Stand Apart & Stand for All: Courage at Work

February 11, 2015

By: Madison Romney

During the fall semester of this year, I was President of a student organization on campus. Many members, including those on the executive board, had been excited to plan an event that I knew would not be appropriate or allowed. While I agreed that this event would be fun, I also knew that the cost of participating would be much greater as it would threaten the reputation of the group. What I needed in this situation was courage.

It can be challenging and often awkward for us to think of and articulate instances where we have been courageous—usually we think of Martin Luther King, Malala Yousafzai, or the passengers on flight #93; how could we possibly compare?  In fact, we can compare; we have an opportunity to be courageous every day. Monica Worline, founding member of CompassionLab at the University of Michigan, dedicated her research to everyday courage, particularly in organizations. When she visited the +LAB a few weeks ago, she shared the importance of knowing our own leadership styles so when a challenge does arise, we know how to effectively “stand apart and stand for all.”

I realized that what she was explaining to us was very connected to the situation I had faced in the fall. Monica explained that to be courageous, one has to base their actions on their purpose. Finding a purpose can be a challenging feat. Some key questions I found helpful to ask were: What do I believe in? What do I stand for? I discovered that my purpose was to defend the values of the organization. The answers to these questions became the foundation and strength I used to defend our values.

Another takeaway from Monica’s talk was that courage doesn’t happen alone. It is important to find resources to help you face your challenge. In my case, it was my closest friends and peers that shared my values and purpose. Being brave is hard work and we need people to support and guide us. When I felt apprehensive about my values, goals, or even my higher moral guide, I leaned on them to re-focus and motivate me.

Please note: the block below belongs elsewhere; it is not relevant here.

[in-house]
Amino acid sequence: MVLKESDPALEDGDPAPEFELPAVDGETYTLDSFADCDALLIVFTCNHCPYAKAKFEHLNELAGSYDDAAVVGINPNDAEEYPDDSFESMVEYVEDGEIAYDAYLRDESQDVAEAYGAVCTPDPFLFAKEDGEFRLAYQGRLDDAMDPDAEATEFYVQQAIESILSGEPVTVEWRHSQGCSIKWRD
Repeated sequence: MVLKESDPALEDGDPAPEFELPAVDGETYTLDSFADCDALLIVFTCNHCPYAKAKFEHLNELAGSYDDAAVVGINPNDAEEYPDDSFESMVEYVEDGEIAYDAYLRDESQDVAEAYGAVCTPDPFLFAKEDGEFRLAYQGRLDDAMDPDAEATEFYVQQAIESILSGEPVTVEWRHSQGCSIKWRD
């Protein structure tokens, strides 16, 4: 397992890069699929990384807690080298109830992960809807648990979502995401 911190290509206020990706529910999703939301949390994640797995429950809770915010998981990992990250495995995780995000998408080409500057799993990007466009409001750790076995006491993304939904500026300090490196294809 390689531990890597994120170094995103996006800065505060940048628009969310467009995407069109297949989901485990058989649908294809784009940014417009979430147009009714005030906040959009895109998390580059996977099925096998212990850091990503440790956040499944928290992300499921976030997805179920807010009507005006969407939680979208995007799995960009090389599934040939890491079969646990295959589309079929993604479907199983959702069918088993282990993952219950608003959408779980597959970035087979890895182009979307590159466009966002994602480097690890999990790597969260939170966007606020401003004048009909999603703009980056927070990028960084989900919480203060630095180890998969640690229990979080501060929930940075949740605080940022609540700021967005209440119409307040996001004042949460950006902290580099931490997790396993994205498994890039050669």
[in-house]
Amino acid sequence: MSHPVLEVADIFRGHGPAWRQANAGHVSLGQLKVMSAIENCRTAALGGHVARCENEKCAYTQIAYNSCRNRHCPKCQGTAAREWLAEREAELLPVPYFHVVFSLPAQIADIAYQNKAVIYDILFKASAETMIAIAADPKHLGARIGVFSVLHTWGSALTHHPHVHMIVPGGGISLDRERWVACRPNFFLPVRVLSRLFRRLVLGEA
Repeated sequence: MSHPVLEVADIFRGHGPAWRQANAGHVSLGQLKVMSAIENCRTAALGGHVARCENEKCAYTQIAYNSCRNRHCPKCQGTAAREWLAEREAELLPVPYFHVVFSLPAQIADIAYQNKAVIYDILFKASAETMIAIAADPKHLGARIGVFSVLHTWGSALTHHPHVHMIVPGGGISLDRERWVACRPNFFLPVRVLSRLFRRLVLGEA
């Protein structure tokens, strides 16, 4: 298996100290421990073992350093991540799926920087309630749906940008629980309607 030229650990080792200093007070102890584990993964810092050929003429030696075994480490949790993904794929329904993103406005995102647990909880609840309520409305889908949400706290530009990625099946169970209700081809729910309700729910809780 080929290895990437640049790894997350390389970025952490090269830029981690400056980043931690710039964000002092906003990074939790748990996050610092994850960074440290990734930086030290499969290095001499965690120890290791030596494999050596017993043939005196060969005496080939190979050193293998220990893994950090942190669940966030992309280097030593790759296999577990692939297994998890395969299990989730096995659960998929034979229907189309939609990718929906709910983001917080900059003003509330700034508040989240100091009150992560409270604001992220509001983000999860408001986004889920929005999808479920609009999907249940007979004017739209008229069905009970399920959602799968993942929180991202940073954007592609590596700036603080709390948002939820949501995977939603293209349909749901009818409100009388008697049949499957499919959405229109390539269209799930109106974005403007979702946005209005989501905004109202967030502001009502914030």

Monica’s main message was the importance of standing apart in order to stand for the whole. In my experience I also knew I had to stand apart.  I had to listen carefully to opinions of the group. I had to take their concerns into consideration. I had to strongly yet respectfully make my argument.  I changed the focus from “I” to “We” in order to mobilize the collective identity and values of the group. It wasn’t that “I” had to protect the reputation of the organization, but that “We” needed to embody the ideals of our founders.

Even though this fall I had an official leadership role, I know that courage can come from leaders at all levels of an organization. We can reimagine what’s possible when we work with what scares us and inspires us regardless of our position within a group. Call upon your passion & purpose, and we all can be courageous.